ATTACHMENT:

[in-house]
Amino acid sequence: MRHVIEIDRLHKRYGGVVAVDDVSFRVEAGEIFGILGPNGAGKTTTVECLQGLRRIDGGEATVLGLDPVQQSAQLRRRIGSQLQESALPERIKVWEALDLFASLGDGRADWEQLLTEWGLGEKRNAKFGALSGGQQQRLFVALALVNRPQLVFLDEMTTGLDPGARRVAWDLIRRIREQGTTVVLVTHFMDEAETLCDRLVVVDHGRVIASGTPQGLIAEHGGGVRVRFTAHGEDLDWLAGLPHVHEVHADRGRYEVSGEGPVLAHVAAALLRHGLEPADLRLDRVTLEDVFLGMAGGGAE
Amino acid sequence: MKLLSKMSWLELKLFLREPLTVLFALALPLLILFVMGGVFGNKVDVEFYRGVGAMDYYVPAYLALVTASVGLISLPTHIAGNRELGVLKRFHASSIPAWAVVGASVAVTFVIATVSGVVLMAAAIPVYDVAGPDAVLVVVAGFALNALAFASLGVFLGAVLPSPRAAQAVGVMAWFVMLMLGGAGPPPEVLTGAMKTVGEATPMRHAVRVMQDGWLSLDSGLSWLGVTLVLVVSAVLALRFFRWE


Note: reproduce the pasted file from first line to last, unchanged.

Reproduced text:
[in-house]
Amino acid sequence: MRHVIEIDRLHKRYGGVVAVDDVSFRVEAGEIFGILGPNGAGKTTTVECLQGLRRIDGGEATVLGLDPVQQSAQLRRRIGSQLQESALPERIKVWEALDLFASLGDGRADWEQLLTEWGLGEKRNAKFGALSGGQQQRLFVALALVNRPQLVFLDEMTTGLDPGARRVAWDLIRRIREQGTTVVLVTHFMDEAETLCDRLVVVDHGRVIASGTPQGLIAEHGGGVRVRFTAHGEDLDWLAGLPHVHEVHADRGRYEVSGEGPVLAHVAAALLRHGLEPADLRLDRVTLEDVFLGMAGGGAE
Amino acid sequence: MKLLSKMSWLELKLFLREPLTVLFALALPLLILFVMGGVFGNKVDVEFYRGVGAMDYYVPAYLALVTASVGLISLPTHIAGNRELGVLKRFHASSIPAWAVVGASVAVTFVIATVSGVVLMAAAIPVYDVAGPDAVLVVVAGFALNALAFASLGVFLGAVLPSPRAAQAVGVMAWFVMLMLGGAGPPPEVLTGAMKTVGEATPMRHAVRVMQDGWLSLDSGLSWLGVTLVLVVSAVLALRFFRWE